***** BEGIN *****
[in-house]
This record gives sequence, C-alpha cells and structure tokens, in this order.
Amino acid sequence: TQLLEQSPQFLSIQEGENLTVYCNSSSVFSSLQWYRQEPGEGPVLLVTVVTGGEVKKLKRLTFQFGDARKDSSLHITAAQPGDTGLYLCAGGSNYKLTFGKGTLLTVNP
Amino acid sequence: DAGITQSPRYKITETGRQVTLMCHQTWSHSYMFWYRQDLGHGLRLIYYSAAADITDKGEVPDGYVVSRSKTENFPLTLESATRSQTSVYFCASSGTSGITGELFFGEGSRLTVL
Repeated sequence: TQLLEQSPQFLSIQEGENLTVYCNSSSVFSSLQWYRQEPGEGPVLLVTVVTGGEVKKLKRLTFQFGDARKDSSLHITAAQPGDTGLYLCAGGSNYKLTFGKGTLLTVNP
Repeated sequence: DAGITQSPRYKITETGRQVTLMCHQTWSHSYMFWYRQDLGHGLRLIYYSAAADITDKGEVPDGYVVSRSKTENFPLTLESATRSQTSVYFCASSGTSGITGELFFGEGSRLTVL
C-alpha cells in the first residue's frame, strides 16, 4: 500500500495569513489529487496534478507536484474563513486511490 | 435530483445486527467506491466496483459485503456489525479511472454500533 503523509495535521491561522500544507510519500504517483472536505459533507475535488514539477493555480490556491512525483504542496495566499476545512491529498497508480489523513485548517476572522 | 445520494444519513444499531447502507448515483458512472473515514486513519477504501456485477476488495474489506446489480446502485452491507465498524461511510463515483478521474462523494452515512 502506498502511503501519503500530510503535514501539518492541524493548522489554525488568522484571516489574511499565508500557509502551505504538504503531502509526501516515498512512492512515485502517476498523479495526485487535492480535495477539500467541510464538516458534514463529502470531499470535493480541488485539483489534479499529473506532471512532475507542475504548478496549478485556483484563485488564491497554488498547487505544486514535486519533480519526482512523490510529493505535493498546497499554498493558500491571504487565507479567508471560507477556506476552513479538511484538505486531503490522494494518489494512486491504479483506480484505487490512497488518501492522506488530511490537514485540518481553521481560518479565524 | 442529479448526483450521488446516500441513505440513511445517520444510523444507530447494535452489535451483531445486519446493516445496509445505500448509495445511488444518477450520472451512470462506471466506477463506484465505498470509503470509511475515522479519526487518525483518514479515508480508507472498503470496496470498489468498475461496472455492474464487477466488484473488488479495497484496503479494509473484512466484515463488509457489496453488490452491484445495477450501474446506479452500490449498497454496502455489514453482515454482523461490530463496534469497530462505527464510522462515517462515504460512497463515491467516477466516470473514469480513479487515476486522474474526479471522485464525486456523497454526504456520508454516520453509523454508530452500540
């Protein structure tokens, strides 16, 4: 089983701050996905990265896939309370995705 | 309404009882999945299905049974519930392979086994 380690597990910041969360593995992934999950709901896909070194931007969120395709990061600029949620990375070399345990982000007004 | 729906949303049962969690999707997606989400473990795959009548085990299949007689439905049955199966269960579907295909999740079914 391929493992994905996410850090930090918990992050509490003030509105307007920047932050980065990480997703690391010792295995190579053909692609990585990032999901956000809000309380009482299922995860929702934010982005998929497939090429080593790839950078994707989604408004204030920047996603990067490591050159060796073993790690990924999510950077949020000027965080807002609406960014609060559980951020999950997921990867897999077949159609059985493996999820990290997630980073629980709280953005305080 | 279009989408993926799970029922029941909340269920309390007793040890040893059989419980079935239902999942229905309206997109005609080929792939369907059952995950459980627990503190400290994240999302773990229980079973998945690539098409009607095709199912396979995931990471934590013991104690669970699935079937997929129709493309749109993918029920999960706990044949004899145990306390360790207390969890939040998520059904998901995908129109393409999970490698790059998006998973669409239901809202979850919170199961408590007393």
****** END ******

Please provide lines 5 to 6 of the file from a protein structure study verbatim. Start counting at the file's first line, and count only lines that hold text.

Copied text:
Repeated sequence: TQLLEQSPQFLSIQEGENLTVYCNSSSVFSSLQWYRQEPGEGPVLLVTVVTGGEVKKLKRLTFQFGDARKDSSLHITAAQPGDTGLYLCAGGSNYKLTFGKGTLLTVNP
Repeated sequence: DAGITQSPRYKITETGRQVTLMCHQTWSHSYMFWYRQDLGHGLRLIYYSAAADITDKGEVPDGYVVSRSKTENFPLTLESATRSQTSVYFCASSGTSGITGELFFGEGSRLTVL